Apply early and often, but only once for each position, as academic searches can stretch over months, and remember, during the summers and between Thanksgiving and Martin Luther King Day, very little gets done.

Good Luck!


Dr. Neely has agreed to come back for an interview on the topic: Hiring Librarians of Color. If you have questions about this subject, either as a job hunter or a hirer of librarians, would you please email me at hiringlibrarians AT gmail?  Now’s the chance to find out what’s really going on with that affirmative action form or to figure out how you can increase diversity in your organization. 

 Thanks for reading!

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4 Comments

Filed under Author's Corner, Guest Posts

4 responses to “Author’s Corner: A Guest Post on Recruiting and Hiring in Academic Libraries

  1. Nick

    Am I reading this correctly?

    “At this stage, rules could require the search committee to do a ‘second look’ for … females to bring up into the pool, with appropriate justification of course.”

    In my school and in my libraries women grossly outnumber men in libraries. Is the situation different in academic libraries? Or, is this just used when hiring for specific departments where women are underrepresented?

  2. JT

    Nick – I think her comma was confusing, but she meant “women and other protected classes.” Regardless of whether there are more women in our profession or not, if women are still a protected class under the law, especially public institutions are very careful to abide. From my limited experience in serving on (one) academic search committee what happens is there is a representative on the committee whose sole responsibility is to point out people who are self identified or through “clues,” such as last name, are identified as protected class and make sure that if they meet all the qualifications they are considered. If two candidates have the exact same resume and qualifications (I feel this rarely occurs), yes, the committee would have to select the protected class candidate. I don’t think in practice there are too many male applicants being discriminated against in favor of a female applicant because at least in the one I participated in only about 5% of applicants were male and actually a good number of them made the final interview cut. But we did ultimately hire a female based on the fact she scored higher on certain scales, performed better in the interview and her qualifications better fit that position. Hope this helps.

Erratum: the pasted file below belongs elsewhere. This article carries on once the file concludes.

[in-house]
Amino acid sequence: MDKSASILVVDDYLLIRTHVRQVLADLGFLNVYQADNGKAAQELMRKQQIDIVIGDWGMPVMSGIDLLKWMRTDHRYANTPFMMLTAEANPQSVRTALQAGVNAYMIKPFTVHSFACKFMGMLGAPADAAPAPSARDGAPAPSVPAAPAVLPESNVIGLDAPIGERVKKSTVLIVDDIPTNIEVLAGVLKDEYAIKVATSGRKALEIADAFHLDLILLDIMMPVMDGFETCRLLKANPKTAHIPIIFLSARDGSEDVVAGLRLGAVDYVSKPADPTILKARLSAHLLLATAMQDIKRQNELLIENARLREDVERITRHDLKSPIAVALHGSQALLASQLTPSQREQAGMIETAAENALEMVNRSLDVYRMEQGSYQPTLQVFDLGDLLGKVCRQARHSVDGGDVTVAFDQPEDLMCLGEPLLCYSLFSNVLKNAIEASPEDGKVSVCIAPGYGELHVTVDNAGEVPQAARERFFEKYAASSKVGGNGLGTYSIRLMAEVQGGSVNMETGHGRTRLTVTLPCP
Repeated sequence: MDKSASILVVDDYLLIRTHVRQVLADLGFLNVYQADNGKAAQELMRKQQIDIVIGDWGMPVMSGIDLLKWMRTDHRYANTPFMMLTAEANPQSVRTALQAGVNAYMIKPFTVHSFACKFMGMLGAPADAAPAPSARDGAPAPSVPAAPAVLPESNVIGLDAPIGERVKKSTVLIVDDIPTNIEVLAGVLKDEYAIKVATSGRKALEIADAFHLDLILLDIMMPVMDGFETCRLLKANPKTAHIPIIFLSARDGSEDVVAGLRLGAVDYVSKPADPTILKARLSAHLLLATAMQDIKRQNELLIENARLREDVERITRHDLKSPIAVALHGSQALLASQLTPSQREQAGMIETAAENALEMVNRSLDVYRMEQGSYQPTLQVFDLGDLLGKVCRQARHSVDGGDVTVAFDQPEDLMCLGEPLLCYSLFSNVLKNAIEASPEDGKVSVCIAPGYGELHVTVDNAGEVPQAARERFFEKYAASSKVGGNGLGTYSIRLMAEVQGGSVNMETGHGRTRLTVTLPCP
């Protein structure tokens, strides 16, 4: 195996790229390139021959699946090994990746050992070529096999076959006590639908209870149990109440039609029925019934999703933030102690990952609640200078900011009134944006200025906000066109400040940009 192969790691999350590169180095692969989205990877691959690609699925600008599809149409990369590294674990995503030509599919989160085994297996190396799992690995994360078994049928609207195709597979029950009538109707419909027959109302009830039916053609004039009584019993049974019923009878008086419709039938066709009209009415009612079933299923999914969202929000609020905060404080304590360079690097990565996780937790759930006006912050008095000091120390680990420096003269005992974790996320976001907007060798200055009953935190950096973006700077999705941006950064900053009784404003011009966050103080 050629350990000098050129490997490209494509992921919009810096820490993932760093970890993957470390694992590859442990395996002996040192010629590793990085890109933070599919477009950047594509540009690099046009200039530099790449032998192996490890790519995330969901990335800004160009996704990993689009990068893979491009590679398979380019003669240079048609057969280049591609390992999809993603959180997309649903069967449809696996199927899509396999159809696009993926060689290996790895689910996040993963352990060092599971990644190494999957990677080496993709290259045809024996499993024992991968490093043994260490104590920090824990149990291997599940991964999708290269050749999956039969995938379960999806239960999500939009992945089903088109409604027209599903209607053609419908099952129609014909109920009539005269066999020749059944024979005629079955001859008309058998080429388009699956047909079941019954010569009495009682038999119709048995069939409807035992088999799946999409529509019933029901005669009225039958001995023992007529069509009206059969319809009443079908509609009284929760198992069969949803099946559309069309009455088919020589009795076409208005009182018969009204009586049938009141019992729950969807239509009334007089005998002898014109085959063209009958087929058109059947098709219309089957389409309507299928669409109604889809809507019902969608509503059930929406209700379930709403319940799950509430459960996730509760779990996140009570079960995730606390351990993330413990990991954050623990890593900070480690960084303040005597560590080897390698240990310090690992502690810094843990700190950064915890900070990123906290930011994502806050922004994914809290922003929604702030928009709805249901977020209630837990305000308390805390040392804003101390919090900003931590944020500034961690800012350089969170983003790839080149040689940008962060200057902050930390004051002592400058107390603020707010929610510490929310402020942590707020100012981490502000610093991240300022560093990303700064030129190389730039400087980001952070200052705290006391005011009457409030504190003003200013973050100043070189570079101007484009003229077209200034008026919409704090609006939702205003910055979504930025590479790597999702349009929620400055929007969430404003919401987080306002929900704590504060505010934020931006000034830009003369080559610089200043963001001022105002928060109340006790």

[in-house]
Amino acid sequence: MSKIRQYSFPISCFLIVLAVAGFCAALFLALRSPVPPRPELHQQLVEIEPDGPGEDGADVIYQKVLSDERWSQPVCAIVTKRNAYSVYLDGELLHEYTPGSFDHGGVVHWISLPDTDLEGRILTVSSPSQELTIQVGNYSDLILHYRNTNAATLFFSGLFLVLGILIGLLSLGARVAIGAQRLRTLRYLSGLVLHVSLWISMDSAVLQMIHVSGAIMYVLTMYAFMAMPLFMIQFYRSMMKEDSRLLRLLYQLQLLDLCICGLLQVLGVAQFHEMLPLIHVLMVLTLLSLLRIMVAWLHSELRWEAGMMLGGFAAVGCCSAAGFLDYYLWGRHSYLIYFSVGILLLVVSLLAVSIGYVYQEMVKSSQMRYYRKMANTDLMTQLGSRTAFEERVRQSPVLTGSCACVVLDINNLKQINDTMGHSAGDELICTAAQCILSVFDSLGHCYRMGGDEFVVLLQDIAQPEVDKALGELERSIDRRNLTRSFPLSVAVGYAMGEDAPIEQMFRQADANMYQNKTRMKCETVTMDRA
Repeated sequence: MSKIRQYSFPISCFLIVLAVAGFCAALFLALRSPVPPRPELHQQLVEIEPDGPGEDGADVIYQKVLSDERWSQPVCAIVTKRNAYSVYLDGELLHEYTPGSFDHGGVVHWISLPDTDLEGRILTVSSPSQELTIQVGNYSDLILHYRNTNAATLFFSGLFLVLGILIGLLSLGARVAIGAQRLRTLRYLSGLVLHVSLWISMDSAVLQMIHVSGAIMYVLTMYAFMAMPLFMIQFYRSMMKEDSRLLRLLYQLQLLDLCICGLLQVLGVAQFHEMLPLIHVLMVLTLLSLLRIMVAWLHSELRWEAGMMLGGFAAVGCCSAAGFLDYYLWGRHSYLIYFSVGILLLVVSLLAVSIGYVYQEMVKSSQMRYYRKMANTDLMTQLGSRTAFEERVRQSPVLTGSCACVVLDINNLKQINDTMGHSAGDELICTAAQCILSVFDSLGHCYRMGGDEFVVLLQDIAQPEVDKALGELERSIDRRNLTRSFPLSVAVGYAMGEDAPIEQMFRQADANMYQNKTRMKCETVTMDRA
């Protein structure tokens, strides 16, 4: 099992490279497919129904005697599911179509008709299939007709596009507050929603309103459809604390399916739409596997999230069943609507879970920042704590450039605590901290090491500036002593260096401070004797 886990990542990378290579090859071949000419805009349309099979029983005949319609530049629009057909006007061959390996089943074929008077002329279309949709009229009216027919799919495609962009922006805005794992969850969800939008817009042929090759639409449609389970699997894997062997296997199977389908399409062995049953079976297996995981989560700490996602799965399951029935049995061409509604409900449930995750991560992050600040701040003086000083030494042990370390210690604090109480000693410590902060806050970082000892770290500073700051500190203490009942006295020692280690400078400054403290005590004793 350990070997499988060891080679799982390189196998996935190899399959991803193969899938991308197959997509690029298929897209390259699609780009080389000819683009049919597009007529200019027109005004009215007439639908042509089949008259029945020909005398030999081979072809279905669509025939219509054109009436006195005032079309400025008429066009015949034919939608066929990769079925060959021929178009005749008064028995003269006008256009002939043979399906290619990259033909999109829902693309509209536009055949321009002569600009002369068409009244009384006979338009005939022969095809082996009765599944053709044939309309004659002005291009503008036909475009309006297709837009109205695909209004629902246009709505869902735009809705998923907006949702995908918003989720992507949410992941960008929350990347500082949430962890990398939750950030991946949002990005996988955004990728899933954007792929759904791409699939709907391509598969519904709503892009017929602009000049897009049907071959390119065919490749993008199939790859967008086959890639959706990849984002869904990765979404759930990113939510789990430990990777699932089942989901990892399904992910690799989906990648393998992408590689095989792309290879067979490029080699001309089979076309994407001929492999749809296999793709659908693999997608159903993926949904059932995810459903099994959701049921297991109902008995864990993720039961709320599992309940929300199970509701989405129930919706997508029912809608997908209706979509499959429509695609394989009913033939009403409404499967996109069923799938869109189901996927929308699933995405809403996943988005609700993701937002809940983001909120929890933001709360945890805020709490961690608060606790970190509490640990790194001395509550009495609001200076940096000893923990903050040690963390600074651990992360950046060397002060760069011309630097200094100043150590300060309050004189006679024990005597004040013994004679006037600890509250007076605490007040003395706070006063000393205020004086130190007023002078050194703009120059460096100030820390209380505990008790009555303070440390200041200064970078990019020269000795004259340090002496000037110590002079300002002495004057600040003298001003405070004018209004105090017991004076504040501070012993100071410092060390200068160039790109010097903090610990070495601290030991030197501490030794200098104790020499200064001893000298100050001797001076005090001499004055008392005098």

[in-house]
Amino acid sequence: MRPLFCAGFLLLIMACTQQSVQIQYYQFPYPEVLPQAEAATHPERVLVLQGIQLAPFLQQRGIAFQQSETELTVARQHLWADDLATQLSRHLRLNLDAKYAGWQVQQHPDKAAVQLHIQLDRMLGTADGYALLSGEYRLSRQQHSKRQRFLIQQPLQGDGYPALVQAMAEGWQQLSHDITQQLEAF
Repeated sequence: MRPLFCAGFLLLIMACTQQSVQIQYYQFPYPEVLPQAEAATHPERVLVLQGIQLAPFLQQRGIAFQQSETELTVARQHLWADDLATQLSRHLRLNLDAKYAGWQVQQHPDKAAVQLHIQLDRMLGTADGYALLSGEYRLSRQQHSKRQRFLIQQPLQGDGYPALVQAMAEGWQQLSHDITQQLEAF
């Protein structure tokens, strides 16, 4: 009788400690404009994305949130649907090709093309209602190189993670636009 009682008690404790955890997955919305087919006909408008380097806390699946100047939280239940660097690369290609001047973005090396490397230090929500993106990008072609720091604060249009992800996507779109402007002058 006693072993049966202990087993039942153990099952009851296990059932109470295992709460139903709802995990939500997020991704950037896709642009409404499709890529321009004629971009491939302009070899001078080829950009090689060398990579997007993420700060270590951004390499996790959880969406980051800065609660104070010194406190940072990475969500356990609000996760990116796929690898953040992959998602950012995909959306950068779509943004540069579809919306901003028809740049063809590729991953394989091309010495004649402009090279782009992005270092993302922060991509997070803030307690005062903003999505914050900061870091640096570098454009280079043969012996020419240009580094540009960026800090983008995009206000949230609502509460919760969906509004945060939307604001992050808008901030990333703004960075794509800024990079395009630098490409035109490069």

3. Nick

    JT, I was just surprised that women would count as a protected class in a field they dominate. That seems like an overly near-sighted application of laws intended to introduce diversity into the workplace. However, if it was invoked only to introduce more women into higher administrative positions where I suspect women are less well-represented, I could understand.

  4. Teresa Neely

    Thanks for responding JT. You are correct in that members of protected classes have no relationship to relationship to individual professions. “The Title VII of the Civil Rights Act of 1964 (Title VII) makes it illegal to discriminate against someone on the basis of race, color, religion, national origin, or sex.” Since this law was passed, subsequent amendments have included other protected classes. see http://www.eeoc.gov/laws/statutes/index.cfm.
    “Under the laws enforced by EEOC (US Equal Employment Commission), it is illegal to discriminate against someone (applicant or employee) because of that person’s race, color, religion, sex (including pregnancy), national origin, age (40 or older), disability or genetic information.”

    At the University of New Mexico, protected classes include:
    Age (40 and over), Ancestry/National Origin, Color/Race, Gender Identity, Medical Condition, Mental/Physical Disability, Religion, Sex/Sexual Harassment, Sexual Orientation, Spousal Affiliation, Veteran Status, Any Other Protected Classes.(see: http://www.unm.edu/~oeounm/_discrimination/index.htm)